I would normally say “call your MP”, except that I know your MP has been working on rail interface issues for years, and has been stonewalled by successive governments and the simple intractability of trying to get the rail industry to behave as a good neighbour in urban areas. There is a bunch of long history here, related to the railways that built the Nation thinking and such, which was at one time, when railways were part of the National Enterprise, compelling, but now seem so much hollower now that the rail companies are just another multinational corporation charged with the holy duty of returning shareholder value… but I digress.

The City is, as you may have heard, working on bringing “Whistle Cessation” to our level crossings. This requires a significant amount of safety engineering, most of it patently absurd, to provide redundant safety measures enough that the Act and the railway operators are satisfied that absent-minded pedestrians and drivers won’t physically be able to wander into the path of a train. The City needs to pay for these works, and the rail companies that own the crossings both have to approve them, then decide (after the work is done, natch) if it now constitutes adequate protection to no longer require every person in a 5km radius to be alerted of the trains’ presence.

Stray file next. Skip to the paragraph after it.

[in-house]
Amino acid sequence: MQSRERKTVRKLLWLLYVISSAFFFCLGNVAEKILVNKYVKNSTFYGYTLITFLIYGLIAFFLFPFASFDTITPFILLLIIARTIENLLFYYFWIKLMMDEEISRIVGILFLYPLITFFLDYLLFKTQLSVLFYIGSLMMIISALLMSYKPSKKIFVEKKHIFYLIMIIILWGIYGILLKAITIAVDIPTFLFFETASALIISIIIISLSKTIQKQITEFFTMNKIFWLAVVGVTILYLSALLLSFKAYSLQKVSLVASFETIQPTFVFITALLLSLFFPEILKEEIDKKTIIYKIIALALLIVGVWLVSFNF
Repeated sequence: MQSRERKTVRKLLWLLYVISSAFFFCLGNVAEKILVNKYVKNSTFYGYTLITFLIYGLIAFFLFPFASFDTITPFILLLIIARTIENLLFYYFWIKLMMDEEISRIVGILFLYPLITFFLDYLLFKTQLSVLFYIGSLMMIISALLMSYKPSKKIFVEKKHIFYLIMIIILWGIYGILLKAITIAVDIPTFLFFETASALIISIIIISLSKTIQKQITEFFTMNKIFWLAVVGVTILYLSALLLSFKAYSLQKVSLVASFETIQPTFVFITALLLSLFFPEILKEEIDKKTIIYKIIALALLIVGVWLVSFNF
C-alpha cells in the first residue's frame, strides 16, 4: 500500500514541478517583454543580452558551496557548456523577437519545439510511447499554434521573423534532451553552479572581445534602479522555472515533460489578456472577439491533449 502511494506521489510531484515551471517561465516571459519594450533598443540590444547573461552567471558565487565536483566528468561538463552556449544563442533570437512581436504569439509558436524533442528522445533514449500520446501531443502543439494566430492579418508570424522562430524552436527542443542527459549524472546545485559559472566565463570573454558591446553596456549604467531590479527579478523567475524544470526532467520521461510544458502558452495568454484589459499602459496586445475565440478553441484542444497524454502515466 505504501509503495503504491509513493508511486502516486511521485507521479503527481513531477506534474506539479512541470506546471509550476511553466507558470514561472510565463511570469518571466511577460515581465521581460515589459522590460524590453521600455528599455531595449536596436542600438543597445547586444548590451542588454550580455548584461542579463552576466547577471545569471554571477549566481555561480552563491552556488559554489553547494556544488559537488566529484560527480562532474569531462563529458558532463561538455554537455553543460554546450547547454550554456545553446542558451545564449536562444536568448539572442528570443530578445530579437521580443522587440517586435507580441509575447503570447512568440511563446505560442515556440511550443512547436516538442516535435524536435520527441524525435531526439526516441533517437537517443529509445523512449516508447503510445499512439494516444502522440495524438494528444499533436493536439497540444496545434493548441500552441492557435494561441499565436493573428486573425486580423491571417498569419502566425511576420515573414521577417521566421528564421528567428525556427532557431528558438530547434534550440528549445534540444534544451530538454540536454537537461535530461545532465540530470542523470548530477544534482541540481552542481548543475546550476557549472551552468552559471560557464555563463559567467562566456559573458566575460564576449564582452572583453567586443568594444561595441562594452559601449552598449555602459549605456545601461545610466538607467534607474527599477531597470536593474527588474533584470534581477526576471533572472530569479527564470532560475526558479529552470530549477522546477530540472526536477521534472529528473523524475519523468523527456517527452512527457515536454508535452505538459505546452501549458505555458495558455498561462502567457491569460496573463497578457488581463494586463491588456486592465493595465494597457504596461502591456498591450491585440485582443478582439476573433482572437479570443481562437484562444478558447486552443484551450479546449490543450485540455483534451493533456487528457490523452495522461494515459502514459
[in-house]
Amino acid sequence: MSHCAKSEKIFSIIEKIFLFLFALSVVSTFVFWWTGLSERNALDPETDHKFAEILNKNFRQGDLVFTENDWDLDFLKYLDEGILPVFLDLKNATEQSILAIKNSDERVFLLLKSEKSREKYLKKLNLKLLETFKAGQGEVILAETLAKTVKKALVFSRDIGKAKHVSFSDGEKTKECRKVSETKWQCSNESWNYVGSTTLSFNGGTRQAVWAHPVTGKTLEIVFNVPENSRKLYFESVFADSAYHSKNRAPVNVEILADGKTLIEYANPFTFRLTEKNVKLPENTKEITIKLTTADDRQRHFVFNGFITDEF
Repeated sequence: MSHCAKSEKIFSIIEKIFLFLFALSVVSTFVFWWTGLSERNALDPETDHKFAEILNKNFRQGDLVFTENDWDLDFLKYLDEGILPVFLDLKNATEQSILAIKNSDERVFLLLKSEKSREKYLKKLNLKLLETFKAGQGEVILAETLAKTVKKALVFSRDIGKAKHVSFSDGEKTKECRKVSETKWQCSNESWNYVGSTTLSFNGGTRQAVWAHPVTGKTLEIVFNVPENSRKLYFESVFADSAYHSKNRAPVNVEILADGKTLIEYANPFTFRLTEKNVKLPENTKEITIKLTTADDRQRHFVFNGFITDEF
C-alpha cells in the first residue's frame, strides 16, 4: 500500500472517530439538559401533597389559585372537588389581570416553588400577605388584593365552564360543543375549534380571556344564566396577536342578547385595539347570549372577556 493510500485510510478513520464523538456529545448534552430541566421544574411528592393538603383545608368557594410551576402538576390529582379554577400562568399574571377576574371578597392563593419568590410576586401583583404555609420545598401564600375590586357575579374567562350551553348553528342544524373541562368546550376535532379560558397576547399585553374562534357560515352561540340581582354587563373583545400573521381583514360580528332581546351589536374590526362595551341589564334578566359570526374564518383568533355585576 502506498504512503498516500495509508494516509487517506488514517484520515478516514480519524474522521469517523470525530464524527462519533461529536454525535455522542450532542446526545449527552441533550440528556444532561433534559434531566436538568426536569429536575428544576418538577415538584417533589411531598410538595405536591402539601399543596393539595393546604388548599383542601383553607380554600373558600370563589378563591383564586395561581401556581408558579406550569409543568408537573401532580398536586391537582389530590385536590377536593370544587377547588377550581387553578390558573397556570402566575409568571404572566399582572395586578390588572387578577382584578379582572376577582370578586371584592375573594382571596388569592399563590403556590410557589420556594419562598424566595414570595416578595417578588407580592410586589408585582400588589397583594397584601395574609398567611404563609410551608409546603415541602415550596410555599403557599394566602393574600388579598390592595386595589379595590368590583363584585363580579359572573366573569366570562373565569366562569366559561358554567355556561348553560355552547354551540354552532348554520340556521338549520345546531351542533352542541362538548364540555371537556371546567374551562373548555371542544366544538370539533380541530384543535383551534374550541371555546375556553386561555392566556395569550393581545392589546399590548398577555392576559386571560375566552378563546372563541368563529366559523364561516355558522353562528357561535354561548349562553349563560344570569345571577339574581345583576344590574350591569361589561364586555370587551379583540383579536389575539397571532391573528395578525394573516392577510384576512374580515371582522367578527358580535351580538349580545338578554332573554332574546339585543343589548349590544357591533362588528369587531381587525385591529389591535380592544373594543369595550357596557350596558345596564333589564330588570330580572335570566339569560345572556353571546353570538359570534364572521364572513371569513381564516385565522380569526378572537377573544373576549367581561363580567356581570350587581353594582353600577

The works in New West have been painfully slow. There were a few engineering challenges, including the need to order some special equipment that could only be provided by a supplier approved by a railway. The multiple steps of design, pre-approval, engineering drawings, waiting for clearance, approvals to work in the right of way, waiting for the rail company to do the bits only they are authorized to do, getting authorization to do the bits we are authorized to do… it was painful.